I rarely see movies, but I know I should. My friend Jason has been telling me so for years, and now that he has a delightful movie blog that I follow, I’m still getting regular moviegoing reminders from him — like he’s still living upstairs from me and forcing me out to the Arclight for new releases. Lately Erik and I have been exploring the collection of the local public library. The DVD cases always seem suspiciously grubby — not quite sticky — but the selection is quite decent.
Last night we watched Away We Go, and I completely loved it. The main characters seemed very real and endearing, their challenges believable. I felt like the film captured something about my generation. This morning I looked up reviews, and discovered a very mixed collection ranging from outright delighted to deeply disgusted, and a RottenTomatoes rating of 67% — much closer to 50/50 than I would have expected. I remembered my similar surprise three years ago, when I looked up reviews on Amazon after finishing Claire Messud’s book, The Emperor’s Children: at 2½ stars out of 5, that one does clock in at 50/50.
While watching Away We Go and reading Emperor’s Children, I really identified with the main characters. They felt familiar, like they could be me or my friends. But the negative reviews called them self-indulgent, arrogant, unlikeable. As I wrote in 2008 after reading the Messud reviews, I once received a parallel response to a character I wrote; now, after seeing this mixed reaction to two other works that I enjoyed, I have to wonder if the world is indeed divided into two kinds of people: those who find this type of character sympathetic and relatable, and those who find such characters odious and abhorrent. And then I have to wonder if that’s how the world sees me, as well.
It’s not mere people-pleaser paranoia to wonder if dislike of art translates into critique of artist. I’m not the only one taking it personally — so are the reviewers! I skimmed through many of the ones linked on RottenTomatoes, and it was startling how many of them brought the director’s (Sam Mendes) and writers’ (Dave Eggers and Vendela Vida) lives into their reviews of the film — both in praise and in condemnation. As with Emperor’s Children, many of the negative reviews sounded so angry, it’s impossible to imagine the writers weren’t coming from some bitter personal experience. In fact, the critiques were such that Roger Ebert felt the need in his review to defend Eggers and Vida as people, pointing out that they founded a national nonprofit and therefore have reason (like their characters) to be proud and self-assured. On some level I am appalled that reviewers feel they have the right to personalize their reviews in this way, but on the other hand, art is personal and we can’t pretend it’s not. If half the population is going to find one’s work shallow and self-absorbed, isn’t that a good thing for an artist to know? and then disregard… or not?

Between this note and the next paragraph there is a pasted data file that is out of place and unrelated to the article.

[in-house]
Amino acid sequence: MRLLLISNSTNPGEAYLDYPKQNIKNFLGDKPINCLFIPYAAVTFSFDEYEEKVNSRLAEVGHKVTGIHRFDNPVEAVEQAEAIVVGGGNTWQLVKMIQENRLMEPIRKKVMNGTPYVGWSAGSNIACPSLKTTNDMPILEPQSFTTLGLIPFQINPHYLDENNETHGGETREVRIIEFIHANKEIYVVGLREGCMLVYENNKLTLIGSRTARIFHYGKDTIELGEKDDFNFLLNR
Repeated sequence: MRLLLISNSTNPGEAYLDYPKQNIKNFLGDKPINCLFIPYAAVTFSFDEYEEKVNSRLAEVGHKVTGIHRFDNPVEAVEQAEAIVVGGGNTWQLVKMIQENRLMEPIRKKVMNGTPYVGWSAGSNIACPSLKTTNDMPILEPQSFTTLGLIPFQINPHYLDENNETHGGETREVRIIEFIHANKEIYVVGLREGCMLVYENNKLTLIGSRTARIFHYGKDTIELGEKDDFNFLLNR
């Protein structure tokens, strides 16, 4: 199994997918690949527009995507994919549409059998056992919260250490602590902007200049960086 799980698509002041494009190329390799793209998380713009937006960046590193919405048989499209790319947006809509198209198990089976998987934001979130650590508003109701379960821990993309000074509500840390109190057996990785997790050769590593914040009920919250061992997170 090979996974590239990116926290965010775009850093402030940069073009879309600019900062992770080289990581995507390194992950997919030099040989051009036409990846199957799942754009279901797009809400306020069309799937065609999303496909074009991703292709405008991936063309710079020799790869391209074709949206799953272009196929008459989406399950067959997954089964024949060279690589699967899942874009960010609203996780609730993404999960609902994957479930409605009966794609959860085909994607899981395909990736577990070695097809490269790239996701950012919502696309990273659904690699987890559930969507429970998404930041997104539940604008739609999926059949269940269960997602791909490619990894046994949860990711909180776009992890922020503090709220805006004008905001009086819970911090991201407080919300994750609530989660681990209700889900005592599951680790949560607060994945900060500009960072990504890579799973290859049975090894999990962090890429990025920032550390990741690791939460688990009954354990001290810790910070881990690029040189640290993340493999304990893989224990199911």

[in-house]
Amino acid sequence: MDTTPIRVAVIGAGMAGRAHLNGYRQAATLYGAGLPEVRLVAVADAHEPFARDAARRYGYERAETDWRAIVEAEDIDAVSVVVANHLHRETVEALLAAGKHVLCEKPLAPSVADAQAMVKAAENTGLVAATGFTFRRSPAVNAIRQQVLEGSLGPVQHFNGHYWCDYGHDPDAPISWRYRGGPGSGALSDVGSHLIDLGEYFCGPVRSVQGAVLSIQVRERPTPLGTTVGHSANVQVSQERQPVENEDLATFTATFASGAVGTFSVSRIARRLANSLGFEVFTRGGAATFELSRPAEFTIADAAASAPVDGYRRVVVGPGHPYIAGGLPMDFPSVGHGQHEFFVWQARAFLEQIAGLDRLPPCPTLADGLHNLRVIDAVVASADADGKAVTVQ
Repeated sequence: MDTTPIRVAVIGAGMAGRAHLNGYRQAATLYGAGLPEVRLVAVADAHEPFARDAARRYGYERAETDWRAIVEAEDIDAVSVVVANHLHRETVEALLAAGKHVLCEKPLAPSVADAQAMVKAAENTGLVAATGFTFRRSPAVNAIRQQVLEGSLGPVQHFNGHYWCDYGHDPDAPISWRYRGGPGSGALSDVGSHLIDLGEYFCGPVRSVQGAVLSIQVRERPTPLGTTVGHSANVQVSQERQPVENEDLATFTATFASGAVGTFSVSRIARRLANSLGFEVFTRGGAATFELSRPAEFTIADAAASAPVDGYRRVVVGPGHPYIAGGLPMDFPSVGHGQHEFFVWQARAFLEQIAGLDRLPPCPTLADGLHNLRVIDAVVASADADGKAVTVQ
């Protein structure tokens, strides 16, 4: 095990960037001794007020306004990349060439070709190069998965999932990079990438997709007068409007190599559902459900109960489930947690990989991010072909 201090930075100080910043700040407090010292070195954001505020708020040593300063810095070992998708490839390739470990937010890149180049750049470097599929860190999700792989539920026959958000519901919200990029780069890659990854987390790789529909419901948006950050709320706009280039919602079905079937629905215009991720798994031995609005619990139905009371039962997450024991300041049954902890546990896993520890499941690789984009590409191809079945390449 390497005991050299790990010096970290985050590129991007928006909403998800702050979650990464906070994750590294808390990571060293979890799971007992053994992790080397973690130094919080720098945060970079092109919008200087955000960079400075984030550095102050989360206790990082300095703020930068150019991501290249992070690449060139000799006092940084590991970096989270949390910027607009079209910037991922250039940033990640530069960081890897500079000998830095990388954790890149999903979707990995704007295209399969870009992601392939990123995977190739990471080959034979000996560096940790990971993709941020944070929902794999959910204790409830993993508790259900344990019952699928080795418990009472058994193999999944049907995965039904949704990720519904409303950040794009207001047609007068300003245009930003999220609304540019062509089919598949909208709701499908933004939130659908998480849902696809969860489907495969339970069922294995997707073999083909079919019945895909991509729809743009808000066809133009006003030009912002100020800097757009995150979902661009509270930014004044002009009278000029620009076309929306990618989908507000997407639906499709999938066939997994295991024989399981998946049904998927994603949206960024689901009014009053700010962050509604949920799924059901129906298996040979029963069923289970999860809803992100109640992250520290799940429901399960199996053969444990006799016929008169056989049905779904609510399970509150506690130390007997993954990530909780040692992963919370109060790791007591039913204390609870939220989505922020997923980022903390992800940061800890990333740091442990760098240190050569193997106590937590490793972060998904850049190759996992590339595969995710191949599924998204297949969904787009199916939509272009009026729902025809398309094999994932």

Goodness knows I already think about this way too much in relation to my own art, but these reviews seem to indicate that my instincts are correct: there are people out there who will dismiss me, and dismiss my work, because of my lack of suffering, my financial and familial security, my sheltered life. I understand this. What right do I have to this happy life? None at all. But I didn’t ask for it — I can’t help it. I always want to ask the detractors, what would you have me (or the Away and Emperor characters) do? Does it accomplish anything to take someone who hasn’t suffered and then force them to suffer, for the sake of the suffering itself? Maybe it does; obviously I wouldn’t know. But I don’t criticize those who’ve experienced adversity; why should anyone criticize those who haven’t? They’ve both accidents of fate, and while both parties still live, there’s always the possibility of reversal.
The thing that upsets me most is the anger and bitterness of the negative reviewers for this movie and book, which recalls to me the energetic contempt of my classmate who didn’t like the character I wrote. I think it comes down to the concept of dues-paying. Some people approach it with sympathy, as in “there is a richness of experience you’ve missed out on by not going through such-and-such.” But the scorn seems to come through differently, from a thwarted, furious place of “if I had to go through this then so should you.” And there’s nothing I can say to that; I can’t even speak to it, because according to that attitude I know nothing, end of story. I feel powerless and slighted in the face of such hostility, and maybe that’s the point. But I can’t think that this outlook does anything to move humanity forward. But again, what do I know? To those who feel this way — and I know you’ll find me even more contemptible for spending so much talking about this all the time — I can only say, “Look, you, this is what I’ve got. I can only work with it.”
(You know what? I do talk about this a lot, and it is getting self-indulgent. The next time it comes up, I will leave it in my private journal, or put it in fiction where it belongs. I’ll stop subjecting you to it on the blog. Thanks.)
*The last line of A O Scott’s NYT review of Away We Go is, “This movie does not like you.”